…surfing was a sport filled with etiquette and manners. If you want to learn to SUPSurf, you have to start with the basics.
If you are getting into any sport, it’s best to know the rules. It’s just like most things in public life; it has its certain set of rules and manners.
Chances are you do not eat with your hands at restaurants, you don’t put your feet on the couches with visiting someone’s house, and when you drive, you don’t cut people off.
Here in Costa Rica and in Nosara, where we have our SUPSurf Camp, the locals are very welcoming. The same can not be said for all beaches around the globe.
Being in the ocean with large boards has the same set of rules. Way before you learn your cutbacks and bottom turns, you will want to know the basic etiquette.
This applies even more to SUPSurfers because we have bigger boards and can catch more waves due to our paddles’ advantage.
The surfing community has a name for those that do not follow the rules of surfing etiquette; the term is Kooks.
Your first goal should try not to be a Kook. Not being the best surfer in the world does not mean you are a kook. Thinking or acting like you are the best surfer on the planet when chances you are not will certainly qualify you as “kook of the day.”
Just the fact that you are reading this blog post is a good sign. Most kooks wouldn’t even take the time to educate themselves because they might think they already know it all.
If, by chance, you find yourself feeling like a Kook, it either happened for two reasons. The first is you think you are Kelly Slater, and with that issue, we really can’t help you, and the second is that your excitement for enjoying SUPSurfing got you in a little too deep, and you made some rookie mistakes.
This second reason is exactly what a week-long coaching session can help you with.
Here are the basic things you need to know to avoid being kook of the day:
One of the beauties of being in nature and the ocean is that you get a chance to unwind and detach from your phone. While this is undoubtedly a nice thing to enjoy, you also have to be hyper-alert and at the moment when in a surfing lineup. It is a beautiful thing when you see a crowded lineup, and everyone seems to surf synchronized.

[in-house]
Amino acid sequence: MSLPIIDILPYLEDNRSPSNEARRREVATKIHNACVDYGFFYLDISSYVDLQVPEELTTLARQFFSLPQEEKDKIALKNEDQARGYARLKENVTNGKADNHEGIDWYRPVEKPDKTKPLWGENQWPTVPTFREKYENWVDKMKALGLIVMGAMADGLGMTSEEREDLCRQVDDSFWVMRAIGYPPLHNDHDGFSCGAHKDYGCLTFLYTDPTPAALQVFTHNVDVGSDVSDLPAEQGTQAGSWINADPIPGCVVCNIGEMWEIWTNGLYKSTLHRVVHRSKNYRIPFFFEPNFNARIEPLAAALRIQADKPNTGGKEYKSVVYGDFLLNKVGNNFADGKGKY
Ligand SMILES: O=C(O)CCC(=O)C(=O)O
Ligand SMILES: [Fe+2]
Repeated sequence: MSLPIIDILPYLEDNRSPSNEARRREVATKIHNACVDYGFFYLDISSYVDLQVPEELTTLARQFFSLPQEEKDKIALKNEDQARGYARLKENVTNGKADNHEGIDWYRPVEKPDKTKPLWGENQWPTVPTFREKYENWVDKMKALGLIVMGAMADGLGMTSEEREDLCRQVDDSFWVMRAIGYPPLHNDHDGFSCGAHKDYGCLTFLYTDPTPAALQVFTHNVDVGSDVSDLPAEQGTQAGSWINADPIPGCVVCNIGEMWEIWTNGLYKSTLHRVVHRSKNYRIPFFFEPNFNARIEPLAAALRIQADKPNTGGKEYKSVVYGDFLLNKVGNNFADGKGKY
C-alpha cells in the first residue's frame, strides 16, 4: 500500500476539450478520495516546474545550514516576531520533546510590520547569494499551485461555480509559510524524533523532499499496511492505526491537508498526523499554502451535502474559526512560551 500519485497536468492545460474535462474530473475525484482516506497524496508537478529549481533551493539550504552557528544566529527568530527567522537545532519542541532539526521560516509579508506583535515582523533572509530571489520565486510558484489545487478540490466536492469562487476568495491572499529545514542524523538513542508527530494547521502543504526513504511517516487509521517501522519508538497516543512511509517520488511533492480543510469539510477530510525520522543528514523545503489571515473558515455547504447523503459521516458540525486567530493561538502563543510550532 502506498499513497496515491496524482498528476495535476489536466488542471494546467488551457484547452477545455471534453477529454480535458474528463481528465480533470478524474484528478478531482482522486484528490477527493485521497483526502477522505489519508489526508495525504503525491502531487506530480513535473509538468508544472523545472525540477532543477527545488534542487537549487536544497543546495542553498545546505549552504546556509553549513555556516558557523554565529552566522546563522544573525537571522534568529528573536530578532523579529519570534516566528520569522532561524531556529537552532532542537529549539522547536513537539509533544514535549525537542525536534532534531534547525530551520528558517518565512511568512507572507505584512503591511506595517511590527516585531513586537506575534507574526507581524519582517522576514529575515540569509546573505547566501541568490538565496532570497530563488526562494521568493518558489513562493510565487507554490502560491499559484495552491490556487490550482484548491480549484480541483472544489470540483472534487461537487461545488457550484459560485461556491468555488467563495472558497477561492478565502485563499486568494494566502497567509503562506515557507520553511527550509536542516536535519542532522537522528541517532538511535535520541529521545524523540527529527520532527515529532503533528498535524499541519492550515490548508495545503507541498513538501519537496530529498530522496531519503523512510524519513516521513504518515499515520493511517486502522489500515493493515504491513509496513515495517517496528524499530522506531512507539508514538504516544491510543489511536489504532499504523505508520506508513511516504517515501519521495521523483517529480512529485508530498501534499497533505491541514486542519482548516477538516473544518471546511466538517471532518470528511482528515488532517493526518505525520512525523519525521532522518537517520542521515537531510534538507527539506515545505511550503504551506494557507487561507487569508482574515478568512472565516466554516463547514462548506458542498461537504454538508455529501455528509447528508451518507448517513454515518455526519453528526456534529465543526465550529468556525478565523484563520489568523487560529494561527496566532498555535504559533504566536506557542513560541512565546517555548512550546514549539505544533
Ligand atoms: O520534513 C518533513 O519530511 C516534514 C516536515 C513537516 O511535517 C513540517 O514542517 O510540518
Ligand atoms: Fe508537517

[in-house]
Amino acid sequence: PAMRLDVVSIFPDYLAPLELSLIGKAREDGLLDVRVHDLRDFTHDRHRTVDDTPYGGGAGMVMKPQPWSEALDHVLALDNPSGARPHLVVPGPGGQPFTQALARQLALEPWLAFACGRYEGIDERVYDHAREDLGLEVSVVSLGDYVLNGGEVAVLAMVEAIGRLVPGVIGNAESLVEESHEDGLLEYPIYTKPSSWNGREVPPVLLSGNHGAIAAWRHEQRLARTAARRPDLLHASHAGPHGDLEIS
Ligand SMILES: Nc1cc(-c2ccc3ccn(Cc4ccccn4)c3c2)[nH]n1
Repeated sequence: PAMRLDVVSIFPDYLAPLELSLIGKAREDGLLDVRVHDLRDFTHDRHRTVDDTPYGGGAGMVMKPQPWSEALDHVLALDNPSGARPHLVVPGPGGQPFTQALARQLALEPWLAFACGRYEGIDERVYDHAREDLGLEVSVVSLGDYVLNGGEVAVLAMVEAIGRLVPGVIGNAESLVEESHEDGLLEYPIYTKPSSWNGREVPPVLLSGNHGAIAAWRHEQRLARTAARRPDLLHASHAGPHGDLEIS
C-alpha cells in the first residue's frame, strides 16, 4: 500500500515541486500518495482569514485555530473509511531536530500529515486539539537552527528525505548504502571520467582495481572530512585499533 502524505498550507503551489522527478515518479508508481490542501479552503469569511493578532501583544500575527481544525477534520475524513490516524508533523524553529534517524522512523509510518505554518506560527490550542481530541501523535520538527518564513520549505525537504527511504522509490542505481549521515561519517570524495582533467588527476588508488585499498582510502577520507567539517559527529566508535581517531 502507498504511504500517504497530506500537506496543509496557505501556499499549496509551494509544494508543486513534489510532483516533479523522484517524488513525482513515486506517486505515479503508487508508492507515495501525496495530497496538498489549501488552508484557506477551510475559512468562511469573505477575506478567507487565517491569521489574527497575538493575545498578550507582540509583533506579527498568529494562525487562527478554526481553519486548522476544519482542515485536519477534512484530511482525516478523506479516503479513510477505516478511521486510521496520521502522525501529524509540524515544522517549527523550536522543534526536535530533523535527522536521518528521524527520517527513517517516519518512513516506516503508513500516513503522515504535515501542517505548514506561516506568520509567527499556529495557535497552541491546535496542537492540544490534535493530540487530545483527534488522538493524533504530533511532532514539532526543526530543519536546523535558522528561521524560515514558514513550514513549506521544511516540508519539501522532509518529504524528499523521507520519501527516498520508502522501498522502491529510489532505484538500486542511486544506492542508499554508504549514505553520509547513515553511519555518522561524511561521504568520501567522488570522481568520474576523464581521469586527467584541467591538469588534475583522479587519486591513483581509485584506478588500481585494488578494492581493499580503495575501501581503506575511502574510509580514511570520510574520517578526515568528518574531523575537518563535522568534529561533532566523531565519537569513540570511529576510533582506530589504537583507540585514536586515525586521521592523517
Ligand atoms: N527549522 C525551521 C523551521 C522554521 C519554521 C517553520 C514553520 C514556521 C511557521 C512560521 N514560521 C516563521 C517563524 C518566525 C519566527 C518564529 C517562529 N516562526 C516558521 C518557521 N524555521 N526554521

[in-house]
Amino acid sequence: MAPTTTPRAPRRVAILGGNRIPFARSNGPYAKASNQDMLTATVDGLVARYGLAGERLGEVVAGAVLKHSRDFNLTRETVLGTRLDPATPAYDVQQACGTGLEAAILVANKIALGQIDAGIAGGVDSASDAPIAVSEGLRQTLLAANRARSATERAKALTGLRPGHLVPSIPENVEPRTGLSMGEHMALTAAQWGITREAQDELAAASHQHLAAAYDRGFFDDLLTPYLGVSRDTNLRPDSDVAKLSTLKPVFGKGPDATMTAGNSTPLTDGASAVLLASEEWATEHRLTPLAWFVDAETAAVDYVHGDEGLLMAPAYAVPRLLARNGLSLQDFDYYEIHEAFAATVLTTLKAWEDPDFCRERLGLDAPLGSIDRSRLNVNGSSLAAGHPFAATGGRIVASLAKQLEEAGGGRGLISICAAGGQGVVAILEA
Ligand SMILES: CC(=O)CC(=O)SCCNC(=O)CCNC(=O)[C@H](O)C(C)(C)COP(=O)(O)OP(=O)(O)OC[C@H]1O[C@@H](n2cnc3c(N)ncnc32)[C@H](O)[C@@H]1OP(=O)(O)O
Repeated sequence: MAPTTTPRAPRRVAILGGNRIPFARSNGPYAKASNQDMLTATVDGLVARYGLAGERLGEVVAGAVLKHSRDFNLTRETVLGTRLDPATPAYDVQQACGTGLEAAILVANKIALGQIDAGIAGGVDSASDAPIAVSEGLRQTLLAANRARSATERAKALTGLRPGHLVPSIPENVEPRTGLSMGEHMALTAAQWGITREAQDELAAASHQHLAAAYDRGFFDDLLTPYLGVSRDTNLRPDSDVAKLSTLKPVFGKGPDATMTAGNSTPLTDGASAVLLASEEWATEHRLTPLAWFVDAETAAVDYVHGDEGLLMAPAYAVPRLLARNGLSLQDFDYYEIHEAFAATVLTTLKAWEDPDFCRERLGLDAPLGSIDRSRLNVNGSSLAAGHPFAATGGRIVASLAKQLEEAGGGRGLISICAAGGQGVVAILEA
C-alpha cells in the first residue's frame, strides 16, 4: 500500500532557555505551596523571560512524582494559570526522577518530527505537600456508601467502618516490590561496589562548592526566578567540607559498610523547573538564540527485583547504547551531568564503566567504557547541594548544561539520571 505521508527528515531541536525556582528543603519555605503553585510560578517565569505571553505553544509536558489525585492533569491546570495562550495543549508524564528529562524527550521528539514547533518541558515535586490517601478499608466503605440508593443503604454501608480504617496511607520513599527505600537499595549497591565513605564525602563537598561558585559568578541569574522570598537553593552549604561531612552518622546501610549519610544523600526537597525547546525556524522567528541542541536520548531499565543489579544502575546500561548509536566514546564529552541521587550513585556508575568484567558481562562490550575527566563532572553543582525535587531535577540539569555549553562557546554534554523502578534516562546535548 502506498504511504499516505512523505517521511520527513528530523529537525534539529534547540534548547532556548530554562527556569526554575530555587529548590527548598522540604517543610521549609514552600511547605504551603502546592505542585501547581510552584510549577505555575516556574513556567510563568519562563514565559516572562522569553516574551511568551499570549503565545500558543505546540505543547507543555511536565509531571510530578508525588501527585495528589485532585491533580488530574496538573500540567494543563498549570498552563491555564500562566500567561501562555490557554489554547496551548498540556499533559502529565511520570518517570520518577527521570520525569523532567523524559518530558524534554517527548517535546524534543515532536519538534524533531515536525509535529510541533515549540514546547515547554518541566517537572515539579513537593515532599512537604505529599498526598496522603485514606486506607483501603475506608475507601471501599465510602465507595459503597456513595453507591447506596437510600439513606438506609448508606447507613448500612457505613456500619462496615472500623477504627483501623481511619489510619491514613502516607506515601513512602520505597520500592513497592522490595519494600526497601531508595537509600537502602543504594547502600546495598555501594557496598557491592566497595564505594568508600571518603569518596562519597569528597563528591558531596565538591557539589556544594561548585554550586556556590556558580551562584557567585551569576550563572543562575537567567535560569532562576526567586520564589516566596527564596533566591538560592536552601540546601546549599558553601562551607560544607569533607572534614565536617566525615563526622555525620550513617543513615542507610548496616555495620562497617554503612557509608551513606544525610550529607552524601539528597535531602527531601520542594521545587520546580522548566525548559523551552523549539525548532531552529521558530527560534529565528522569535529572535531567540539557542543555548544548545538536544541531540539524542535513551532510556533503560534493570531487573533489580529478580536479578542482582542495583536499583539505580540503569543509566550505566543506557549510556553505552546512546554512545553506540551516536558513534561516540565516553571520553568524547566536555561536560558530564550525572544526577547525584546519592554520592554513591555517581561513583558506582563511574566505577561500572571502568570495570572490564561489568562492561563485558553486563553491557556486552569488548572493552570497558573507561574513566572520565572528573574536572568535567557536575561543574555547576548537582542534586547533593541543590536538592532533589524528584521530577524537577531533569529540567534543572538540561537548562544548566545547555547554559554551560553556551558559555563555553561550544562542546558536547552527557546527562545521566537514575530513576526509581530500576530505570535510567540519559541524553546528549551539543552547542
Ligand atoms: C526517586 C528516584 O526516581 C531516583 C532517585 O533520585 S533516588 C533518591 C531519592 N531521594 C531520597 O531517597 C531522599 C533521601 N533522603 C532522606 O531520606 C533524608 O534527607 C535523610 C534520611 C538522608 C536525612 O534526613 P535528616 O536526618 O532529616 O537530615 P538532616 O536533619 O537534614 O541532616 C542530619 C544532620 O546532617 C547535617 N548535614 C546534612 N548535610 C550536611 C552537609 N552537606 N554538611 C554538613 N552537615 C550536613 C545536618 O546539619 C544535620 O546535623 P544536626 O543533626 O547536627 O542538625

The lineup is part of the ocean surfers coming and going all fall, doing their part to keep the flow and maximize rides for everyone.
All of these surfers are in communication. They might say “mine!” to indicate they are going for a particular wave allowing other surfers to wait for the next.
In general, the unspoken rule is that the rider closest to the peak has first dibs on the wave.
Dropping in on someone is the equivalent of cutting someone off in traffic. It is a significant no-no. It is when you drop down into a wave while a surfer is already up and riding it.
This might be what beginners have the most trouble with. You will want to feel comfortable on the board before you enter a lineup. When you start to learn SUPSurf, you probably will want to less crowded beaches. This will allow you to avoid accidental drop-ins.
This is the equivalent of jumping in line. It’s someone with little patience and respect for other people’s time spent in the water.
A surfer paddling around the lineup trying to find the next wave regardless of who they take it from is snaking.
Don’t Go After Every Wave.
This can be tough for SUPSurfers because we are capable of catching more waves than surfers. If you want to maximize your potential and catch 1,000 waves a day, it’s best to find a break just for yourself.
If you are in a lineup, you will have to be conscious not to hog waves. It is ok to catch more waves than the regular surfers, but don’t make it a lot more locks.
Acknowledge and Respect the Locals
The worst thing you can do is show up to a place filled with locals and act like you own it or are the best surfer the area has ever seen.
Give a slight nod of recognition, implying that you are grateful for letting you come and play in their home. Be humble, follow the etiquette rules, and you will be fine.
Be conscious of any errors that occur. Instead of getting mad at yourself for not riding a wave to your perfection, try and focus that energy by apologizing to any surfers that were in your path or radius of error.
We all have had to do this. Human error is natural so get used to learning how to say “your sorry.”
Paddling Out to the Line-Up
After you learn to SUPSurf past the beginner level, you will be able to read rip tides. You will know how to get out into the lineup without being an obstacle for people riding the waves.
With SUPSurfboards, we can be a big object to avoid, so learning the proper techniques and reading the area are all things to keep you from being “the Kook of the day.”
Ride Waves that Match Your Skill Level
When you learn to SUPSurf, it’s easy to want bigger and bigger waves. If you are out there just getting pounded and your board is all over the place, that is fine if you are out there alone. If you are in a lineup, then it’s a major kook-ish thing to do.
Ensure you know your skill level and not try and be the next Kai Lenny.
The Good-Surfmaritan Law
Always help any other surfer in need. Sacrificing a wave or an entire day of surf to help another is your duty as a surfer.
Care for the Beach and Ocean
The only thing the ocean asks for in return for its production of amazing waves that have changed countless lives and formed the lifestyle we all love and enjoy today is to treat it with respect.
Surfers should be first conservationists and second athletes. It is our right not just to respect today’s surfers in the water but to care for the ocean, ultimately respecting tomorrow’s surfers.